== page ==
Decided: November 23, 1942.
FLORENCE BROWN, RELATOR,
CENTRAL HOME TRUST COMPANY, RESPONDENT
On rule to show cause why writ of mandamus should not issue.
For the relator, Stanley W. Greenfield.
For the respondent, Martin P. O'Connor.
Before Justices Case, Donges and Colie.
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The opinion of the court was delivered by
DONGES, J. This is an application for a writ of mandamus to compel the corporate respondent to permit the relator, a stockholder of the corporation, to examine the list of stockholders of the respondent.
The respondent is a banking corporation and the statute, R.S. 17:4-52, provides:
"The president and cashier or secretary of every bank or trust company shall at all times cause to be kept a true and accurate list of the names of the stockholders of record of the corporation, with the amount of the stock held by each. The
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list shall at all times during business hours be open to the inspection of any stockholder."
No decisions under this statute are cited, but the provisions are similar to those of the General Corporation Act, R.S. 14:5-1:
"Every corporation of this state shall keep at its principal office the transfer books, in which the transfer of stock shall be registered, and the stock books, which shall contain the names and addresses of the stockholders and the number of shares held by them respectively, open at all times during the usual hours for business to the examination of every stockholder, and for the transfer of stock."
The principles that govern a stockholder's right to examine the books of a corporation have been laid down in the cases. "It seems clear that a stockholder is entitled to examine the books of the company unless it be shown that the examination is not sought in good faith and for some ulterior motive." Vernam v. Scott, 12 N.J. Mis. R. 177. "The common law recognized the right of a stockholder to inspect the books of a corporation where the application is made in good faith and is germane to his rights as a stockholder." Feick v. Hill Bread Co., 91 N.J.L. 486.
We are of the opinion that bad faith has not been established and that there is a reasonable showing of good faith on the part of the relator. It appears that the respondent bank entered into certain agreements with a title guaranty and mortgage company whereby respondent became trustee for the holders of certain mortgage bonds secured by mortgages deposited with respondent as trustee. Certain duties as trustee were imposed on respondent. As the result of the operation of these trusts, the persons in charge of the liquidation of the mortgage and title guaranty company attempted to surcharge respondent for dereliction in its duty as trustee. This proceeding resulted in a payment by the respondent bank of some $75,000 in securities and a cash payment by the directors of the respondent for a covenant not to sue them personally.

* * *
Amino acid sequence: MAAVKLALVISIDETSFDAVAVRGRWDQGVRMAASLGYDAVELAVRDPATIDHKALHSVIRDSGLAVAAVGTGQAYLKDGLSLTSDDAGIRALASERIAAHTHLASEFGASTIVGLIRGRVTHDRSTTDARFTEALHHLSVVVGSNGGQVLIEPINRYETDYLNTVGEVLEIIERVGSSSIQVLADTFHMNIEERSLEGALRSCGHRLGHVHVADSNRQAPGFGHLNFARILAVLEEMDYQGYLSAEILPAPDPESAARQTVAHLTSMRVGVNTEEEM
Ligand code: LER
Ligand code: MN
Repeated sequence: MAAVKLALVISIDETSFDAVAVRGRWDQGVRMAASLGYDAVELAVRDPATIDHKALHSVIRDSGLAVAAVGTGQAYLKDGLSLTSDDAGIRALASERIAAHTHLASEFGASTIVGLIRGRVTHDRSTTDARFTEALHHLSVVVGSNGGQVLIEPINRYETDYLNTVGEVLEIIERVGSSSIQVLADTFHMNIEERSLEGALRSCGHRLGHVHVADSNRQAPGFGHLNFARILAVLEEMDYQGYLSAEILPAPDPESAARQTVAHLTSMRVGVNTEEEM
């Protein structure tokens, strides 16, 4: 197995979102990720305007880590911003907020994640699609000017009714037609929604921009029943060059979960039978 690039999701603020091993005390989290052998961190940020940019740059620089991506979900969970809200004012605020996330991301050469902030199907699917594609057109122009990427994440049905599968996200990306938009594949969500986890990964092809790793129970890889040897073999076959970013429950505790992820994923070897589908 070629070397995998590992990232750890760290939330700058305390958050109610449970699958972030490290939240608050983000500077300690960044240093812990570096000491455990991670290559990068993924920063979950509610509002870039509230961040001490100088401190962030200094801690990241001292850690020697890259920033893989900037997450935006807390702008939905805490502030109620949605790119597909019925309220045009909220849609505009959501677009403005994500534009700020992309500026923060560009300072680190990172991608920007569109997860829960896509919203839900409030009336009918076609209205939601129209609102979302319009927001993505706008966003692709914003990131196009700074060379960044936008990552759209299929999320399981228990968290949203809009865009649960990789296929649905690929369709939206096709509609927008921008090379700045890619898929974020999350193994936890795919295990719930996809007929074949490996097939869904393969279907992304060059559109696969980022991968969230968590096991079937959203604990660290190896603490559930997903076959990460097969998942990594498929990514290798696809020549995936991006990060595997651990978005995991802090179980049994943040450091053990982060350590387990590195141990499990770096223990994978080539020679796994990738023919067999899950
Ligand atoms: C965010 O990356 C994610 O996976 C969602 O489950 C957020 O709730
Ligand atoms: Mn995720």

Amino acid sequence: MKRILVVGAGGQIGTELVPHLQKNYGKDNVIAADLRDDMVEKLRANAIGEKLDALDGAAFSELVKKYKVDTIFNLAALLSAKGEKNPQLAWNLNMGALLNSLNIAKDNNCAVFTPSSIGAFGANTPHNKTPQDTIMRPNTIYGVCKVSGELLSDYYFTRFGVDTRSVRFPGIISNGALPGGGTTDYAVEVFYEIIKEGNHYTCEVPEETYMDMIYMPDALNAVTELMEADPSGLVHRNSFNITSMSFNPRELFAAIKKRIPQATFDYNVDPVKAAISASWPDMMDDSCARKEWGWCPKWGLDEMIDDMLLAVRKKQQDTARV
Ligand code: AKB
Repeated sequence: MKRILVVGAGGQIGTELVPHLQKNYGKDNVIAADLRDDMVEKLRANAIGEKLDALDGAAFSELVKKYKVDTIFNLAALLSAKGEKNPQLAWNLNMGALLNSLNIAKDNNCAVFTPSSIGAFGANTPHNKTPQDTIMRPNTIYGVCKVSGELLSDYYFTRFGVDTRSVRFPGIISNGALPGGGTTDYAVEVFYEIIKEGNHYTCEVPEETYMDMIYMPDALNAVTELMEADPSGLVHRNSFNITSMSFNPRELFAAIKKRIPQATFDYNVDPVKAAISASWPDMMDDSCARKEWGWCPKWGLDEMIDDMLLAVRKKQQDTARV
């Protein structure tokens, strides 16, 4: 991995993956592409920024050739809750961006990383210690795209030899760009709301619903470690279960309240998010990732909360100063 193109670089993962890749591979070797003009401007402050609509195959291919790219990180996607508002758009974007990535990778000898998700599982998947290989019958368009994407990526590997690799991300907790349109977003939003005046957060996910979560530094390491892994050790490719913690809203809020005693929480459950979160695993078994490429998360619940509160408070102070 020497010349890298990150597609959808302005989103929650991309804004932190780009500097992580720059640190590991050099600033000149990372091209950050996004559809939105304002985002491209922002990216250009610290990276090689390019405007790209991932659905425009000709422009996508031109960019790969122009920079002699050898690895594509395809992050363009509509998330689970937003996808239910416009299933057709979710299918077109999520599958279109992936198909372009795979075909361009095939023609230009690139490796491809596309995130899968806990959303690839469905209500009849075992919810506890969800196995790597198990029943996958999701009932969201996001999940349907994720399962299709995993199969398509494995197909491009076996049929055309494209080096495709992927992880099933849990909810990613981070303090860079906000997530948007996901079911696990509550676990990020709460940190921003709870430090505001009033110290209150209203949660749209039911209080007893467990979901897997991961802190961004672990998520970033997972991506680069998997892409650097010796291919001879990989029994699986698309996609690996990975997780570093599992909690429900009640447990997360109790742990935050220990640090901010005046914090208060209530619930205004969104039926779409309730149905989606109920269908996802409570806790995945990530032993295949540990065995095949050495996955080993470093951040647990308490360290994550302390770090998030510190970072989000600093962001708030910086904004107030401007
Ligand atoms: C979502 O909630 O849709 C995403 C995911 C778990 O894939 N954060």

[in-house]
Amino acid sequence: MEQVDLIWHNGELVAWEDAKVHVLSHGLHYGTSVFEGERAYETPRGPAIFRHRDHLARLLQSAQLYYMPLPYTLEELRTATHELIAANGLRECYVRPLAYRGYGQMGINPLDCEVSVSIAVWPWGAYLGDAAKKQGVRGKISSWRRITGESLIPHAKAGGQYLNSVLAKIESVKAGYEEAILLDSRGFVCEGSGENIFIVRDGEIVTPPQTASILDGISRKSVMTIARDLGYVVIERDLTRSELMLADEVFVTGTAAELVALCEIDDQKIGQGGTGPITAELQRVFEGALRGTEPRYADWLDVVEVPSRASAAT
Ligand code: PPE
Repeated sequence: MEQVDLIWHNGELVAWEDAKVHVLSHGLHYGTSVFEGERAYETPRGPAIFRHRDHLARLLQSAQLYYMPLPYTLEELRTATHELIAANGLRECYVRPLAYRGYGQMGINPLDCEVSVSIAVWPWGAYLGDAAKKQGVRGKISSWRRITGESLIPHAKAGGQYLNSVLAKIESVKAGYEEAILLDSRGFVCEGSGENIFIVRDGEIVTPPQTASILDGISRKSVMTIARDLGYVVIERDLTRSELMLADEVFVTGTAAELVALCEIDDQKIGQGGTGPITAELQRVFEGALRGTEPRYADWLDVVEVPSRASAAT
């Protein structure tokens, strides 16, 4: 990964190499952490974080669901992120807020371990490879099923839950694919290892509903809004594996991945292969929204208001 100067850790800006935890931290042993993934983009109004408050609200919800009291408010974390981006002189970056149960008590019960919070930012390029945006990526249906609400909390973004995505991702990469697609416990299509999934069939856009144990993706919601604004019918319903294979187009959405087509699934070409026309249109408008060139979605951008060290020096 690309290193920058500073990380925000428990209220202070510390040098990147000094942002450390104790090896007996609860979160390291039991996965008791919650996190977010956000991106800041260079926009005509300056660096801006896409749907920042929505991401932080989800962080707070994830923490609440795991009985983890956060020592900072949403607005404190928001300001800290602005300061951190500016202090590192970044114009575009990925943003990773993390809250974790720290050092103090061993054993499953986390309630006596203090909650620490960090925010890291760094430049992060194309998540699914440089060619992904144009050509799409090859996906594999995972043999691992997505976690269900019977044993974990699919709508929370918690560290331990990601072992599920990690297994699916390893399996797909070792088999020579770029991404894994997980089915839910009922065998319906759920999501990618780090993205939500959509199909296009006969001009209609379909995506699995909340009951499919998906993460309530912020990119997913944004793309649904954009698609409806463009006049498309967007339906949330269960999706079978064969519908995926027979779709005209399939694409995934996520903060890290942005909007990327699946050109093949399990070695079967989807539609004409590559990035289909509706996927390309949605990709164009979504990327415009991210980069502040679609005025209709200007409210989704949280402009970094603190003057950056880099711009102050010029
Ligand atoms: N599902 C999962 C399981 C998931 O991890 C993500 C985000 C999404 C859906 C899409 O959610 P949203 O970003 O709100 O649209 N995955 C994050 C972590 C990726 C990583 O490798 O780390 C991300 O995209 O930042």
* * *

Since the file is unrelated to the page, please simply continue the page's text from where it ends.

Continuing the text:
In the situation presented, the relator seeks to learn the names and addresses of the other stockholders of the respondent
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trust company in order "to invite the stockholders to join in a suit which she proposes to bring against the officers and directors, and to inform them that in her opinion there has been extreme mismanagement and misappropriation of funds and assets of the respondent bank." Whether there be any merit in these allegations, we are not now called upon to determine. We think she may not lawfully be deprived of the right to communicate with other stockholders and to lay before them such facts respecting the management of the corporation as, in her judgment, would warrant action against the directors. To this end, she is entitled to the right to inspect the stockholders' list.
A peremptory writ of mandamus is awarded, with costs.